Conflict and poverty mean children in Rakhine State struggle to access quality education. The project works through a consortium of faith-based development agencies, and is supported by the Australian Government through the Australian Humanitarian Partnership (AHP).
Caring for children in crisis
In Myanmar, your work focuses on supporting children with disabilities to go to school, making sure no child is excluded from education, and safeguarding children from danger.
Showkat lives in a camp for Internally Displaced People (IDP) in Myanmar.
She came here with her family when conflict drove Rohingya people like them from their homes in Rakhine State in Myanmar.
The camp where they are forced to live now is severely over-crowded. Sanitation is basic. COVID-19 is a real risk.
Before help from agencies like ALWS, there was little chance for any of the 30,000 children here to go to school.
Showkat has never had the chance to go to school.
The 15 year old has a disability that means she cannot speak, can barely walk, and has difficulty using her hands. Showkat’s mum Arefa explains:
“We tried Showkat once in kindergarten, but the teachers couldn’t care for her,
as they have to watch so many children.”
Showkat has seen other children go off to the Temporary Learning Centres supported by ALWS, and finds a way to communicate with her family that she wants to go to school too.
Principal Yunus says he would love to welcome Showkat into school – along with the 14 other children in this part of the camp who also have disabilities.
“The teacher would like to open a class for them, but does not know where to start. We will need qualified teachers.
It would also be great if we had a proper classroom, together with physical assistance and mental support for them.”
Through ALWS, you make sure children like Showkat are not forgotten.
Partnered by the Australian Government, you support a 3-Step Program to help children with disabilities in the IDP Camps to go to school. You:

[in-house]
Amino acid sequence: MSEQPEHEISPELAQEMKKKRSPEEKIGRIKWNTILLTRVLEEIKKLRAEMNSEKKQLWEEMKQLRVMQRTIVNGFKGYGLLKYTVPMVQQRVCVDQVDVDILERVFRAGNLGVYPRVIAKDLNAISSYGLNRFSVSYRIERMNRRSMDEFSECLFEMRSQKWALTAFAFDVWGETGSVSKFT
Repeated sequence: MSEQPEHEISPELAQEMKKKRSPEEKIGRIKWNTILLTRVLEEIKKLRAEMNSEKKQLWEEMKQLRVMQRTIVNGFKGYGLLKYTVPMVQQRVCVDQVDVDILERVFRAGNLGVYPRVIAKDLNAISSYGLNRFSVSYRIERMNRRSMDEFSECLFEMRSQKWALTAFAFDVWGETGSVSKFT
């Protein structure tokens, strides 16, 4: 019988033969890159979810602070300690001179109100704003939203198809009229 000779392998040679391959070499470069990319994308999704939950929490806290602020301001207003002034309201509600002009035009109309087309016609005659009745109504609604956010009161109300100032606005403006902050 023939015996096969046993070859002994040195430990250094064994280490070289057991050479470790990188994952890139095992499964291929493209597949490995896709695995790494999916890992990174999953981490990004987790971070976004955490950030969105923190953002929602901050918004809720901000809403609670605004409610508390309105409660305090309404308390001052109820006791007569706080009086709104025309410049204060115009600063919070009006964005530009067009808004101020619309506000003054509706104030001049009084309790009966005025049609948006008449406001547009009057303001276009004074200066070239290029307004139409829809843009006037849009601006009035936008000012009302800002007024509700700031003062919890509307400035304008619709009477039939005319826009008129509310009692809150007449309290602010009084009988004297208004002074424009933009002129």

- Identify children with special needs
- Map the things that stop these children going to school
- Plan ways to overcome the challenges
What you do for children
Phyu Zin Thet Naing, an Education Officer you support to work in the camp, describes the kinds of help you give children like Showkat:
“These could include physical improvements to Temporary Learning Centres. The provision of assistive devices. Training for teachers on how to identify and support children with disabilities who are already in their classrooms.”
Your ALWS action also includes an Accelerated Learning Program for over-age students who have missed out on school, so they can catch up and integrate into mainstream schools.
When COVID-19 forced the closure of schools last year, your team found new ways to make sure children didn’t miss out on school.
They developed home-based learning materials, which were made disability-inclusive, to help children with disabilities get ready for mainstream school.
The education you support is a precious gift to any child inside these IDP Camps – a gift no-one can ever take away. Thank you!
Find out more about...
- 8,917 Student Kits distributed (exercise books, pencils, eraser, pencil case, crayons, backpack, mini solar lamp, umbrella and raincoat)
- 155 teachers provided with incentive salaries
- 12 Government schools had latrine blocks and pathways constructed
- Furniture including desks, benches, handwashing basins provided to 22 Government schools and 22 Temporary Learning Spaces (TLS)
- 4 Temporary Learning Spaces reconstructed
- 22 Temporary Learning Spaces and 3 Child Friendly Spaces (CFS) repaired including latrine and fence construction
- 22 water purifiers for TLS
- Teaching kits to 22 Government Schools, 48 TLS and 20 CFS
- First Aid kits distributed to 22 Government schools
- Sports equipment supplied to Child Clubs in 48 TLS and 8 Government Schools
- 174 teachers trained in student-centred curriculum
- 96 teachers were trained in new Grade 3 curriculum
- 90 teachers trained in mathematics curriculum.
In 2020, with schools closing due to COVID-19 lockdowns, providing home learning kits was essential to ensure students did not fall behind.
There have been ongoing improvements in the quality of teaching, the government support for education activities and the skills of Parent Teacher Associations.
This is seen in higher pass rates and increased student participation and learning.